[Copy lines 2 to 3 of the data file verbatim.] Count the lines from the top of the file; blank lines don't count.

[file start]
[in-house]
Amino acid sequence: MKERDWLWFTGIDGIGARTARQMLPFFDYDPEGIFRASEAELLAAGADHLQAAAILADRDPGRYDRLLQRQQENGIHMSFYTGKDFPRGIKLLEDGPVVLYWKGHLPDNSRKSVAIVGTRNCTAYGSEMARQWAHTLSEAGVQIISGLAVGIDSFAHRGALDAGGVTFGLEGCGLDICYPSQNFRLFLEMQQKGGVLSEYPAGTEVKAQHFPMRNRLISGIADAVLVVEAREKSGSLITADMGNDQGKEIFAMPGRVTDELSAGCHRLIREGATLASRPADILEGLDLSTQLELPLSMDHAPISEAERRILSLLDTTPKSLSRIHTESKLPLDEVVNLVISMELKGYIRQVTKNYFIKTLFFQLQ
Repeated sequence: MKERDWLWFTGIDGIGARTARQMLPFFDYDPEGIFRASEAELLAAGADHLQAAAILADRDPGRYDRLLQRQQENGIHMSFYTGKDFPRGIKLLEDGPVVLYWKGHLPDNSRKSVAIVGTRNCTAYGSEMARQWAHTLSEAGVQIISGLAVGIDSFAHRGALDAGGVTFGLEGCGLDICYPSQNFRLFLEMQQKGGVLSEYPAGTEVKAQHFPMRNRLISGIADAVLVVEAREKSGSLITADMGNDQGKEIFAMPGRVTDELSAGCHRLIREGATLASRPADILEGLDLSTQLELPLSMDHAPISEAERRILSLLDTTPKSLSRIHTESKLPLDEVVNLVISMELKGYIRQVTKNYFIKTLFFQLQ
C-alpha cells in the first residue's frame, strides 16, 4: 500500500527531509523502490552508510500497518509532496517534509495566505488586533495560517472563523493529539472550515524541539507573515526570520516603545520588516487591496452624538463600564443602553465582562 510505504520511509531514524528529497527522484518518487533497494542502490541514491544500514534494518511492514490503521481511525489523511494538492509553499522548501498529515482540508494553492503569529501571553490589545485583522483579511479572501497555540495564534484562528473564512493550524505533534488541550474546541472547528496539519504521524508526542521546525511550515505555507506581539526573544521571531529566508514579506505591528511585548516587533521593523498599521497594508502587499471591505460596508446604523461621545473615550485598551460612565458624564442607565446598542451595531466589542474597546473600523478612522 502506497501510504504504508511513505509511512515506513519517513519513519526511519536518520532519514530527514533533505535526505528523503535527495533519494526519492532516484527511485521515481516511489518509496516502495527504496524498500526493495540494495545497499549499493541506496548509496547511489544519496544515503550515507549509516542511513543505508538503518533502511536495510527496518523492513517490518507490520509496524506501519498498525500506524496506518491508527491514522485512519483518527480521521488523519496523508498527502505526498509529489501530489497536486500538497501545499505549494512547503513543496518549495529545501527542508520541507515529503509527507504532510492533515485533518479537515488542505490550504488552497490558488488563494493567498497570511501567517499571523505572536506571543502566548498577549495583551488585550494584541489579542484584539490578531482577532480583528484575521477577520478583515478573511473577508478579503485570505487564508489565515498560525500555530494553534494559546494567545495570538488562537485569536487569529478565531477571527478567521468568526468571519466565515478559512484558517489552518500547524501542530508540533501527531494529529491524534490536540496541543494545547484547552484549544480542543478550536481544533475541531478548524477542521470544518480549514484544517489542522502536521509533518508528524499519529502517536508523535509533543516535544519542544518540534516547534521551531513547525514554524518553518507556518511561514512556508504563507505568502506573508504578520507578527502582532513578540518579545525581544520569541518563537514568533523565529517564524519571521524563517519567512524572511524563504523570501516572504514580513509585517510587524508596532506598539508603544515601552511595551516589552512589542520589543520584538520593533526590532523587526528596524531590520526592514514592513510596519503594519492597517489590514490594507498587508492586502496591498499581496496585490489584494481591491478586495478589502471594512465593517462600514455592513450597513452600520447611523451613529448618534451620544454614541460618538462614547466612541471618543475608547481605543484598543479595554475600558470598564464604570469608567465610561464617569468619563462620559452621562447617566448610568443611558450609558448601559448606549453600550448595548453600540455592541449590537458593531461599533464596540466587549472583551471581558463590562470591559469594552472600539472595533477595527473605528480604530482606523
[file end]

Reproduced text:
Amino acid sequence: MKERDWLWFTGIDGIGARTARQMLPFFDYDPEGIFRASEAELLAAGADHLQAAAILADRDPGRYDRLLQRQQENGIHMSFYTGKDFPRGIKLLEDGPVVLYWKGHLPDNSRKSVAIVGTRNCTAYGSEMARQWAHTLSEAGVQIISGLAVGIDSFAHRGALDAGGVTFGLEGCGLDICYPSQNFRLFLEMQQKGGVLSEYPAGTEVKAQHFPMRNRLISGIADAVLVVEAREKSGSLITADMGNDQGKEIFAMPGRVTDELSAGCHRLIREGATLASRPADILEGLDLSTQLELPLSMDHAPISEAERRILSLLDTTPKSLSRIHTESKLPLDEVVNLVISMELKGYIRQVTKNYFIKTLFFQLQ
Repeated sequence: MKERDWLWFTGIDGIGARTARQMLPFFDYDPEGIFRASEAELLAAGADHLQAAAILADRDPGRYDRLLQRQQENGIHMSFYTGKDFPRGIKLLEDGPVVLYWKGHLPDNSRKSVAIVGTRNCTAYGSEMARQWAHTLSEAGVQIISGLAVGIDSFAHRGALDAGGVTFGLEGCGLDICYPSQNFRLFLEMQQKGGVLSEYPAGTEVKAQHFPMRNRLISGIADAVLVVEAREKSGSLITADMGNDQGKEIFAMPGRVTDELSAGCHRLIREGATLASRPADILEGLDLSTQLELPLSMDHAPISEAERRILSLLDTTPKSLSRIHTESKLPLDEVVNLVISMELKGYIRQVTKNYFIKTLFFQLQ